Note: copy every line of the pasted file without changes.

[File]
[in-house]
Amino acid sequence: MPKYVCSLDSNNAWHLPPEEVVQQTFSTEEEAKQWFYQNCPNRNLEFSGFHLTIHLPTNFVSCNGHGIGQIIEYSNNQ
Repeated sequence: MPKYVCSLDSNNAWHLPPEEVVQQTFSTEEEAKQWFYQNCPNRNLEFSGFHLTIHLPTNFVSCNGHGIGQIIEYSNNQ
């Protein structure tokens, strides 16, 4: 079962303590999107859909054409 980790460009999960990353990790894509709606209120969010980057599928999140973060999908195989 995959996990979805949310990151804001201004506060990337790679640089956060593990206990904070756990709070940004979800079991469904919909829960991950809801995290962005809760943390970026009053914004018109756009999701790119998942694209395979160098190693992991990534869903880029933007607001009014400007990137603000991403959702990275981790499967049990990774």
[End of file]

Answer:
[in-house]
Amino acid sequence: MPKYVCSLDSNNAWHLPPEEVVQQTFSTEEEAKQWFYQNCPNRNLEFSGFHLTIHLPTNFVSCNGHGIGQIIEYSNNQ
Repeated sequence: MPKYVCSLDSNNAWHLPPEEVVQQTFSTEEEAKQWFYQNCPNRNLEFSGFHLTIHLPTNFVSCNGHGIGQIIEYSNNQ
């Protein structure tokens, strides 16, 4: 079962303590999107859909054409 980790460009999960990353990790894509709606209120969010980057599928999140973060999908195989 995959996990979805949310990151804001201004506060990337790679640089956060593990206990904070756990709070940004979800079991469904919909829960991950809801995290962005809760943390970026009053914004018109756009999701790119998942694209395979160098190693992991990534869903880029933007607001009014400007990137603000991403959702990275981790499967049990990774």